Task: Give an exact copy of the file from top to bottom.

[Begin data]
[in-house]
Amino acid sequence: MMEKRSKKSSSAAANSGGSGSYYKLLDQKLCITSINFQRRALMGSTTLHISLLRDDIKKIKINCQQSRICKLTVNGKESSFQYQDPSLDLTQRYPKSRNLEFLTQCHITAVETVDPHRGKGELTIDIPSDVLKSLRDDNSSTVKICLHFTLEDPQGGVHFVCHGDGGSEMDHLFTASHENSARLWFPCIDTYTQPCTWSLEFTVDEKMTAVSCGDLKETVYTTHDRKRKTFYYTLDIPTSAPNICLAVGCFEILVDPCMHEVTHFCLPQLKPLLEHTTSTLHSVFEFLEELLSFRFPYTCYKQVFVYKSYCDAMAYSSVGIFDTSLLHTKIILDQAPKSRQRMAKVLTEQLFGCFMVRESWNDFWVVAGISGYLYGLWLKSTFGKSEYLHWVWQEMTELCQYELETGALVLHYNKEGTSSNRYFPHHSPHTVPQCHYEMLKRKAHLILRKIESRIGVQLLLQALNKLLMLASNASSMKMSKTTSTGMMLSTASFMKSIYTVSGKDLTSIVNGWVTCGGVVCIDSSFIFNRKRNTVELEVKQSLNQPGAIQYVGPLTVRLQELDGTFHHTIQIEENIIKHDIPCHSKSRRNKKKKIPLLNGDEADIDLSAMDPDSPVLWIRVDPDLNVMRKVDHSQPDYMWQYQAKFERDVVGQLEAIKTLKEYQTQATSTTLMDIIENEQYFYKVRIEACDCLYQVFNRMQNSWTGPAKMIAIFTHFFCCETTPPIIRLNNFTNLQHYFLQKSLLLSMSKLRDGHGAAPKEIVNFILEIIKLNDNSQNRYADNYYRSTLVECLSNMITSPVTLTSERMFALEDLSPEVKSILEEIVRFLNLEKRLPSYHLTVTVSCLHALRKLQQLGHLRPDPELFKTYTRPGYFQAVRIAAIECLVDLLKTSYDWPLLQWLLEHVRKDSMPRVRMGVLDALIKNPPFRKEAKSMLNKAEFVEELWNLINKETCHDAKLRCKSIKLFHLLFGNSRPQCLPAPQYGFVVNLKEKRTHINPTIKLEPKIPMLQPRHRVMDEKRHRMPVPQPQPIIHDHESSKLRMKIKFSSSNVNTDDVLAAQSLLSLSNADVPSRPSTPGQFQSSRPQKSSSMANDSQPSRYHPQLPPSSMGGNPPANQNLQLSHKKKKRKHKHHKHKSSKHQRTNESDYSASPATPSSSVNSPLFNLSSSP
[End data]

[in-house]
Amino acid sequence: MMEKRSKKSSSAAANSGGSGSYYKLLDQKLCITSINFQRRALMGSTTLHISLLRDDIKKIKINCQQSRICKLTVNGKESSFQYQDPSLDLTQRYPKSRNLEFLTQCHITAVETVDPHRGKGELTIDIPSDVLKSLRDDNSSTVKICLHFTLEDPQGGVHFVCHGDGGSEMDHLFTASHENSARLWFPCIDTYTQPCTWSLEFTVDEKMTAVSCGDLKETVYTTHDRKRKTFYYTLDIPTSAPNICLAVGCFEILVDPCMHEVTHFCLPQLKPLLEHTTSTLHSVFEFLEELLSFRFPYTCYKQVFVYKSYCDAMAYSSVGIFDTSLLHTKIILDQAPKSRQRMAKVLTEQLFGCFMVRESWNDFWVVAGISGYLYGLWLKSTFGKSEYLHWVWQEMTELCQYELETGALVLHYNKEGTSSNRYFPHHSPHTVPQCHYEMLKRKAHLILRKIESRIGVQLLLQALNKLLMLASNASSMKMSKTTSTGMMLSTASFMKSIYTVSGKDLTSIVNGWVTCGGVVCIDSSFIFNRKRNTVELEVKQSLNQPGAIQYVGPLTVRLQELDGTFHHTIQIEENIIKHDIPCHSKSRRNKKKKIPLLNGDEADIDLSAMDPDSPVLWIRVDPDLNVMRKVDHSQPDYMWQYQAKFERDVVGQLEAIKTLKEYQTQATSTTLMDIIENEQYFYKVRIEACDCLYQVFNRMQNSWTGPAKMIAIFTHFFCCETTPPIIRLNNFTNLQHYFLQKSLLLSMSKLRDGHGAAPKEIVNFILEIIKLNDNSQNRYADNYYRSTLVECLSNMITSPVTLTSERMFALEDLSPEVKSILEEIVRFLNLEKRLPSYHLTVTVSCLHALRKLQQLGHLRPDPELFKTYTRPGYFQAVRIAAIECLVDLLKTSYDWPLLQWLLEHVRKDSMPRVRMGVLDALIKNPPFRKEAKSMLNKAEFVEELWNLINKETCHDAKLRCKSIKLFHLLFGNSRPQCLPAPQYGFVVNLKEKRTHINPTIKLEPKIPMLQPRHRVMDEKRHRMPVPQPQPIIHDHESSKLRMKIKFSSSNVNTDDVLAAQSLLSLSNADVPSRPSTPGQFQSSRPQKSSSMANDSQPSRYHPQLPPSSMGGNPPANQNLQLSHKKKKRKHKHHKHKSSKHQRTNESDYSASPATPSSSVNSPLFNLSSSP